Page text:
Our Most Attractive Stocks (+1.5%) underperformed the S&P 500 (+2.0%) as a long portfolio last month. Most Attractive Large Cap stock Best Buy (BBY) gained 15%. Most Attractive Small Cap stock Maui Land & Pineapple (MLP) was up 28%. Overall, 19 out of 40 Most Attractive stocks outperformed the S&P 500 in April.

Our Most Dangerous Stocks (-0.1%) outperformed the S&P 500 (+2.0%) as a short portfolio last month. Most Dangerous Large Cap stock SVB Financial Group (SIVB) fell 7%. Most Dangerous Small Cap stock Matrix Service Company (MTRX) fell 22%. Overall, 25 out of 40 Most Dangerous stocks outperformed the S&P 500 as shorts in April.

The successes of the Most Attractive and Most Dangerous stocks highlight the value of our Robo-Analyst technology, which helps clients fulfill the fiduciary duty of care when making investment recommendations.

17 new stocks make our Most Attractive list this month and 20 new stocks fall on the Most Dangerous list. June’s Most Attractive and Most Dangerous stocks were made available to members on June 7, 2017.

Our Most Attractive stocks have high and rising returns on invested capital (ROIC) and low price to economic book value ratios. Most Dangerous stocks have misleading earnings and long growth appreciation periods implied by their market valuations.

Most Attractive Stocks Feature: Kimberly Clark (KMB: $130/share)

Kimberly Clark (KMB) is an addition to our Most Attractive stocks for June. KMB is a consumer staples company with a broad portfolio of widely recognized personal care products. KMB is a classic cash cow franchise that offers limited growth potential but delivers consistent, above-average profitability over time.

Per Figure 1, revenue has grown 2% compounded annually and after-tax profit (NOPAT) has grown 4% compounded annually since 1998. Since 2011, revenue growth has slipped to -3% compounded annually. NOPAT growth has remained positive, however, as NOPAT margin improved to 13% in 2016 from 11% in 2011.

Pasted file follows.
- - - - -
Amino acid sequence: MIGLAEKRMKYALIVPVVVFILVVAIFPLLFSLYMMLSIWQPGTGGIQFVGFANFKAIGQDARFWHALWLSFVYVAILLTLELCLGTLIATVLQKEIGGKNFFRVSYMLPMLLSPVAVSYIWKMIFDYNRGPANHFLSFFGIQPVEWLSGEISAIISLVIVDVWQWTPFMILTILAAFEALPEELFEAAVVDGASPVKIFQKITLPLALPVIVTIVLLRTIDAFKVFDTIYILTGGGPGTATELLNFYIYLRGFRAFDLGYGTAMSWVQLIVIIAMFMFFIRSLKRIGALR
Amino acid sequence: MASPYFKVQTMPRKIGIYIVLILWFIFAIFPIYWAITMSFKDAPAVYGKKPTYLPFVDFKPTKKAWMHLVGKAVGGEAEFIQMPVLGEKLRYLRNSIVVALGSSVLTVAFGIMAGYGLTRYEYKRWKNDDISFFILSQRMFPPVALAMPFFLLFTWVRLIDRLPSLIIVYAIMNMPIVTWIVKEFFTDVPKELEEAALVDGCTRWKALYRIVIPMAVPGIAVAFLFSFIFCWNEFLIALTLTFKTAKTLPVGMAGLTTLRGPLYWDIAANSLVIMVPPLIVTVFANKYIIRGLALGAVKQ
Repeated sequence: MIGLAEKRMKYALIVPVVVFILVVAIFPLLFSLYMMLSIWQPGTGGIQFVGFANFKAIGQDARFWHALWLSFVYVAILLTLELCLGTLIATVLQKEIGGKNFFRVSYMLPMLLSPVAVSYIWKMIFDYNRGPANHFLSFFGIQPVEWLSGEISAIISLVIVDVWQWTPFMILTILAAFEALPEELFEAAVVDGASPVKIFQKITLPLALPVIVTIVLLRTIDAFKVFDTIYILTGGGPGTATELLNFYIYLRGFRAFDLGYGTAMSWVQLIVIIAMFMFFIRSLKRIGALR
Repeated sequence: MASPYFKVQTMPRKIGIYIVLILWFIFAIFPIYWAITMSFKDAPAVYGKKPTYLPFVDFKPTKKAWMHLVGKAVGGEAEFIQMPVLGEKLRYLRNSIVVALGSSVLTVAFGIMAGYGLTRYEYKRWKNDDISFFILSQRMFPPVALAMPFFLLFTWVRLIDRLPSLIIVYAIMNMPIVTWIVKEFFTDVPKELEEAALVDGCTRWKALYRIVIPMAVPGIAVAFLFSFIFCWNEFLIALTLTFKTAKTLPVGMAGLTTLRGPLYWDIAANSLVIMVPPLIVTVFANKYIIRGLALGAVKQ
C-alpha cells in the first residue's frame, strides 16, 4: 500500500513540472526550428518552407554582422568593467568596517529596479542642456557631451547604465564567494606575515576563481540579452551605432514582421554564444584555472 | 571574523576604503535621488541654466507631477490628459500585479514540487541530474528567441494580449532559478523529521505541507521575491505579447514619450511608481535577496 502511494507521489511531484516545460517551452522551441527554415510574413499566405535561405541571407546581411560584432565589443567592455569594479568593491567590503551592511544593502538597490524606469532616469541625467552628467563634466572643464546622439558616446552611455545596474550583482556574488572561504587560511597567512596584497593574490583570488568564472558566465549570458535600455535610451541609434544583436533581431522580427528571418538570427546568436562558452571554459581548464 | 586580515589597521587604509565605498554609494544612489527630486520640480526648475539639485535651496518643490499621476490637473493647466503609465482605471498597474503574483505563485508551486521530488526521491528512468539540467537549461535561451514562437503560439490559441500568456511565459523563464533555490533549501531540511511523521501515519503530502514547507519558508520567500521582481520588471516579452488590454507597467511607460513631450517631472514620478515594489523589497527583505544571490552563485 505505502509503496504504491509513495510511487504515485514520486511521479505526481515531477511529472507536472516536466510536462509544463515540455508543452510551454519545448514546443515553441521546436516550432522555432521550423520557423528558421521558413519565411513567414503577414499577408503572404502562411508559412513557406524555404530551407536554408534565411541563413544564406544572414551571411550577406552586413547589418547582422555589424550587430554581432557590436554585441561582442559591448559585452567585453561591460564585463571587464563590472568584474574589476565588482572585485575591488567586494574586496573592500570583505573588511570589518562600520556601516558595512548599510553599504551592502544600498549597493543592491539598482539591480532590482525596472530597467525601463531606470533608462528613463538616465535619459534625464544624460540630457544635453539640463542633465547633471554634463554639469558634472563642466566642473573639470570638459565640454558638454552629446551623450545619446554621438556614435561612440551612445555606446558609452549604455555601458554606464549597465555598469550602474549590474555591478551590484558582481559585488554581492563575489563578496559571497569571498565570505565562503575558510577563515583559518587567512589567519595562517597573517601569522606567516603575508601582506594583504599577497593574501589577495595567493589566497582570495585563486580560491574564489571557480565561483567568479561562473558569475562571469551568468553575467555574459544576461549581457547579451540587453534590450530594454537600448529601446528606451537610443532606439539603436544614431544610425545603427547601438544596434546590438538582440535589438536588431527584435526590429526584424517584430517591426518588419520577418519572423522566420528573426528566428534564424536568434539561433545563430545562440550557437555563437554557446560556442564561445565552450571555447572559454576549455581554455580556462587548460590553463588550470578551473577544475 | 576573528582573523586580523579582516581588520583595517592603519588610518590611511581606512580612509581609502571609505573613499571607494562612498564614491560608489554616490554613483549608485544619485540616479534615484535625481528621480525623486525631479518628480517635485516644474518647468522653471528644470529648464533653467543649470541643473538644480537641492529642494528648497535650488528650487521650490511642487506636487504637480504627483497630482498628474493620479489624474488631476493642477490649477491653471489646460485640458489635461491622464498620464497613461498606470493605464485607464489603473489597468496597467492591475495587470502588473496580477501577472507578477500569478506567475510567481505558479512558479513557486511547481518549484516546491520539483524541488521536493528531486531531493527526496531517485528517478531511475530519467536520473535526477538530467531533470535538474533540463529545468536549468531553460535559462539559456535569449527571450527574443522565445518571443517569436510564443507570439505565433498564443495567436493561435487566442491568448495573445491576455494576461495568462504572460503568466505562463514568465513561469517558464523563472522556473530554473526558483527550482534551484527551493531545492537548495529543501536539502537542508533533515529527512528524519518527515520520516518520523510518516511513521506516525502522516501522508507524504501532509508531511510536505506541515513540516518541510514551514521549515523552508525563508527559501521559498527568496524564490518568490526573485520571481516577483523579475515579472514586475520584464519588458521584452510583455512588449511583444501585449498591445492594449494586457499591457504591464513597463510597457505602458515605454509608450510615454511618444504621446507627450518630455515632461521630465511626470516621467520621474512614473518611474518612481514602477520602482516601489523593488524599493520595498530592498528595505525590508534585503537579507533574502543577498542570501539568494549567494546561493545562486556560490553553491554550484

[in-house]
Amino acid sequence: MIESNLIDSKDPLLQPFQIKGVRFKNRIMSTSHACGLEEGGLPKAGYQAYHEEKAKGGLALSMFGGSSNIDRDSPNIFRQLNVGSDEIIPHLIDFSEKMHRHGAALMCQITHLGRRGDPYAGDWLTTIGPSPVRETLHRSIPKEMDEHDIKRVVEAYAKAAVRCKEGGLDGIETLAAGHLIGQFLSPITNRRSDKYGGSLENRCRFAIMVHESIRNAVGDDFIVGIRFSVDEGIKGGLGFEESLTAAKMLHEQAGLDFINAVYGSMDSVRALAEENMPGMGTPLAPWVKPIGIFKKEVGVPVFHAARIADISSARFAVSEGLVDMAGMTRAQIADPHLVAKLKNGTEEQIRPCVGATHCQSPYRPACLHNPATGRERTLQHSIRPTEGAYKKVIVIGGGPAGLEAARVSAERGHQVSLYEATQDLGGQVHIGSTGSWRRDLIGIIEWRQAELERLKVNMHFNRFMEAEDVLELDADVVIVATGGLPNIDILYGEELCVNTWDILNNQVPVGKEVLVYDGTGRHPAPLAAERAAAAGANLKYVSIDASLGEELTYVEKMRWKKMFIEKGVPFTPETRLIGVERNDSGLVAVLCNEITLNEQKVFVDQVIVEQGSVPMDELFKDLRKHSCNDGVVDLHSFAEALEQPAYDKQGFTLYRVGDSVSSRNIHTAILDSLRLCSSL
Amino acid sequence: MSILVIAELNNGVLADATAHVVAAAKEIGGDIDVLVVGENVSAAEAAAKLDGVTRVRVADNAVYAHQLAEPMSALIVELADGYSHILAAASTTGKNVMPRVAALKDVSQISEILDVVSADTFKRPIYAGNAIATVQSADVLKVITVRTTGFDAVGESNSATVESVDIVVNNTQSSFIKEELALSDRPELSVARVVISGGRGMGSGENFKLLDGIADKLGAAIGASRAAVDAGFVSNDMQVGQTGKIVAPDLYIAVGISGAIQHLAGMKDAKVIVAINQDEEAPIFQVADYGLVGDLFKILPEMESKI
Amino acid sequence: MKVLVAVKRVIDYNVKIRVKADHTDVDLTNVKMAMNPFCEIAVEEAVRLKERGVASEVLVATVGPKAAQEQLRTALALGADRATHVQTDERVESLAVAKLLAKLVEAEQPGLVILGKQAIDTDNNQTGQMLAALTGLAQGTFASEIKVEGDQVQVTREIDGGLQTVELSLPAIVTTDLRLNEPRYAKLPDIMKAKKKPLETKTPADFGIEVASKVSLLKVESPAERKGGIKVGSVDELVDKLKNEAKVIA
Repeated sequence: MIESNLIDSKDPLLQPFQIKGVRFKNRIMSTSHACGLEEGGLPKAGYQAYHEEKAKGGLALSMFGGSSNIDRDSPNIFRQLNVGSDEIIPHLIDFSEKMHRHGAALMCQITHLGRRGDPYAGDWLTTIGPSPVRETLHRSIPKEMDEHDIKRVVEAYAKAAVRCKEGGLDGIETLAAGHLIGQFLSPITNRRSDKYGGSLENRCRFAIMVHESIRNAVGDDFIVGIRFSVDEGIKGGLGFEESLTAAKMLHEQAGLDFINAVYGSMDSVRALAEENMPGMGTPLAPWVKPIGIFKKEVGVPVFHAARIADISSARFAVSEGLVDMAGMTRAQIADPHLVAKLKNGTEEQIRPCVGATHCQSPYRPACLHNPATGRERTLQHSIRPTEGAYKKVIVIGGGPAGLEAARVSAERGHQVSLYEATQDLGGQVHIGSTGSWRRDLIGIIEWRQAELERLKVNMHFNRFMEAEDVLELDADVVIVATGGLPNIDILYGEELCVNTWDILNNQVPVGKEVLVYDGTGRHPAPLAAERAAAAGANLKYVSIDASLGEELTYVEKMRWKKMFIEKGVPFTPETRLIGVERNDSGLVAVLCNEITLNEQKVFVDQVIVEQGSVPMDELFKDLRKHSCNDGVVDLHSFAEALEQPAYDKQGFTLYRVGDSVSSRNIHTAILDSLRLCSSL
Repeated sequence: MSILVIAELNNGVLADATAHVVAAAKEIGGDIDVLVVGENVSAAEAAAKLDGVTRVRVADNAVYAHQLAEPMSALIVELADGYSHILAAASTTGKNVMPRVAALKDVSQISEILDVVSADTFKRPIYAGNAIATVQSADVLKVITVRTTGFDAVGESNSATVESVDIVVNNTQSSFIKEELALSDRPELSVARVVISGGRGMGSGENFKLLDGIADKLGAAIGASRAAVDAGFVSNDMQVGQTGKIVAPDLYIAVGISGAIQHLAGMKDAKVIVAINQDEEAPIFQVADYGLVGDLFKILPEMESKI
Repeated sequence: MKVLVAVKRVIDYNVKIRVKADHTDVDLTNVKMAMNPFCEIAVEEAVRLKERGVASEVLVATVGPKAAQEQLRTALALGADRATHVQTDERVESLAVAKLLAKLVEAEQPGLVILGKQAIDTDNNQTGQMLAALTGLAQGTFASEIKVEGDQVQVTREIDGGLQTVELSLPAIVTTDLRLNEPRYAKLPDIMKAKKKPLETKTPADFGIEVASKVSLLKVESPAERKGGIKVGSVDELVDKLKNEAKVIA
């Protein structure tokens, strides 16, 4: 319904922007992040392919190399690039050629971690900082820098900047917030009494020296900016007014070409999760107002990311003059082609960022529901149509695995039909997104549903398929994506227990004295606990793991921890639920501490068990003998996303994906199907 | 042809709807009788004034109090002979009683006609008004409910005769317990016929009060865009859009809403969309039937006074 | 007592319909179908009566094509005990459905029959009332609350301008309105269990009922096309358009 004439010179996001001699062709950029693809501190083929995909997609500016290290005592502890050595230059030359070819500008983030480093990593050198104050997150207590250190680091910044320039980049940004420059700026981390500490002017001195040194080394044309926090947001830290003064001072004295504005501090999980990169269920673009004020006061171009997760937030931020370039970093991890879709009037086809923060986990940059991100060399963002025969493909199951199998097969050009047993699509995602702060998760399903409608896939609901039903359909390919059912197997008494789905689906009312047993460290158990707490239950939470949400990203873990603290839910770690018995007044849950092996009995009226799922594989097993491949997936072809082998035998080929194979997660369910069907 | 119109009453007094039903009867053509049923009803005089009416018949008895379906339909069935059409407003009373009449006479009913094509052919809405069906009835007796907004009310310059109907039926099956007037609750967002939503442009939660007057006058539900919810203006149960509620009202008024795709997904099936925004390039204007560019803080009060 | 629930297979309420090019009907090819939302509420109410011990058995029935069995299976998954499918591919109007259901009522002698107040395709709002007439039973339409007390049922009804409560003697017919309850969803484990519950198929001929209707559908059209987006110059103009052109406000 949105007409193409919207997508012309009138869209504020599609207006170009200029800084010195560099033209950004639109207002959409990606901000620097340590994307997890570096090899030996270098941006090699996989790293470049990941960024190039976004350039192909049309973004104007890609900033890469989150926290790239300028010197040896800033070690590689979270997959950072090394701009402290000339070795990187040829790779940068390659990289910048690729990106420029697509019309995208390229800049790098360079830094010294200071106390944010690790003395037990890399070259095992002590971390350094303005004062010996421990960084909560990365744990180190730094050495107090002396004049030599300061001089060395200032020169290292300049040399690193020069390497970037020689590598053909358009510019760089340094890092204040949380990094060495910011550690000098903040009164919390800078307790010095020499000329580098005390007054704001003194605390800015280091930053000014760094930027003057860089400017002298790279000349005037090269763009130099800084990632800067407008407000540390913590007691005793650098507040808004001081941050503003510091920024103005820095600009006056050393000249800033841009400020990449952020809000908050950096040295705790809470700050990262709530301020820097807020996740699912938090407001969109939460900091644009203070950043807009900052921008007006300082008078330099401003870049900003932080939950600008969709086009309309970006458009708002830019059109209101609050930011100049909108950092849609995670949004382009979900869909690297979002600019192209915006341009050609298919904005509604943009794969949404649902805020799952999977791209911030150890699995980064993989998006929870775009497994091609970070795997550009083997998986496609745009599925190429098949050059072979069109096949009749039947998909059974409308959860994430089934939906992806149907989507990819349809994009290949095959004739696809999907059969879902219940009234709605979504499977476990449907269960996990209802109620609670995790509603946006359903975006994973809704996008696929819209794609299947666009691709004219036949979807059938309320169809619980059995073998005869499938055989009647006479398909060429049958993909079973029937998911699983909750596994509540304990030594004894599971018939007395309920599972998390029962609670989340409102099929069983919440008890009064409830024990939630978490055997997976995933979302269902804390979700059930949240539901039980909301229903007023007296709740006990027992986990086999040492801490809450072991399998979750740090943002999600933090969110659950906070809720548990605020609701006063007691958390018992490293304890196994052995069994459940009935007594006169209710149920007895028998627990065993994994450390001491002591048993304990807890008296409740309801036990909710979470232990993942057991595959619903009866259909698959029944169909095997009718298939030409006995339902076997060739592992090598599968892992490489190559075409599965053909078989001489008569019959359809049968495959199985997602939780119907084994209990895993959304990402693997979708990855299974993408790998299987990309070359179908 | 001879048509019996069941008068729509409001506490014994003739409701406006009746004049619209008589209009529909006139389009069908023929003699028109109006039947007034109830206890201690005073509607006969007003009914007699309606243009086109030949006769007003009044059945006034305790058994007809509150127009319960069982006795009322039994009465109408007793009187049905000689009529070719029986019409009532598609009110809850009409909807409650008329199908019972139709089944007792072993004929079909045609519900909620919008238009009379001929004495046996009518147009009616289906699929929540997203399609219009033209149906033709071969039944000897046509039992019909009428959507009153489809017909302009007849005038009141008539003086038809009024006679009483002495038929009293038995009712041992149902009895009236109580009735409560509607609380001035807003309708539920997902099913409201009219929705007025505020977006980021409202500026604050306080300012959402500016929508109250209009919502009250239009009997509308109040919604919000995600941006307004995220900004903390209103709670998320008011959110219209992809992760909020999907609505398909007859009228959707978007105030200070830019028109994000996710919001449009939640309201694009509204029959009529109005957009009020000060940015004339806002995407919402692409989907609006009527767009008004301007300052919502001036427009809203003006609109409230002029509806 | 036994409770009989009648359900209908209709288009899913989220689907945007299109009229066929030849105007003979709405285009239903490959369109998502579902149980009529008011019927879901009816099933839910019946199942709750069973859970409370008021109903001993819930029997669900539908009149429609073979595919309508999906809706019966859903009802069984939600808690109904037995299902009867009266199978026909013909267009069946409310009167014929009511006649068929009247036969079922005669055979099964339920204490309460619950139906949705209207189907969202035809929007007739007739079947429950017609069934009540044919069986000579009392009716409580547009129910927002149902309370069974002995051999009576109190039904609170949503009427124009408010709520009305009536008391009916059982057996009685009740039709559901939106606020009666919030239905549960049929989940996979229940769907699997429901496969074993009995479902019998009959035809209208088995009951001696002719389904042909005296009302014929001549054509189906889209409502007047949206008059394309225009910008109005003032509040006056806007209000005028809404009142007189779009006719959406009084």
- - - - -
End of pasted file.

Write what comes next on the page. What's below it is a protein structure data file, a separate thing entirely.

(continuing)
Figure 1: KMB’s NOPAT & ROIC Since 1998

 

Sources: New Constructs, LLC and company filings

KMB’s return on invested capital (ROIC) of 17% (TTM) has been trending higher for over two years and ranks in the top quintile of our coverage universe. In addition, KMB is a free cash flow (FCF) machine, generating $14 billion of cumulative FCF over the past five years (30% of market cap). KMB’s current 5% FCF yield compares favorably to 2% for the average S&P 500 stock.

Low Expectations Embedded in Valuation

At its current price of $130/share, KMB has a price-to-economic book value (PEBV) ratio of 1.2 compared to 2.1 for the S&P 500. This ratio means the market expects S&P 500 profits to more than double from current levels while KMB profits are expected to grow by only 20% from current levels. These divergent expectations seem too pessimistic considering KMB’s strong competitive position and long-term track record of profit growth.

If KMB can grow NOPAT just 3% compounded annually over the next decade, the stock is worth $165/share today – 27% upside. For reference, this scenario assumes KMB maintains its current (TTM) NOPAT margin of 13% and grows revenue 2% compounded annually for the next ten years.

Furthermore, with a current 3% dividend yield and the company’s targeted ~$250 million per quarter in share repurchases, the total shareholder yield for KMB investors is likely to exceed 5%.

Impacts of Footnotes Adjustments and Forensic Accounting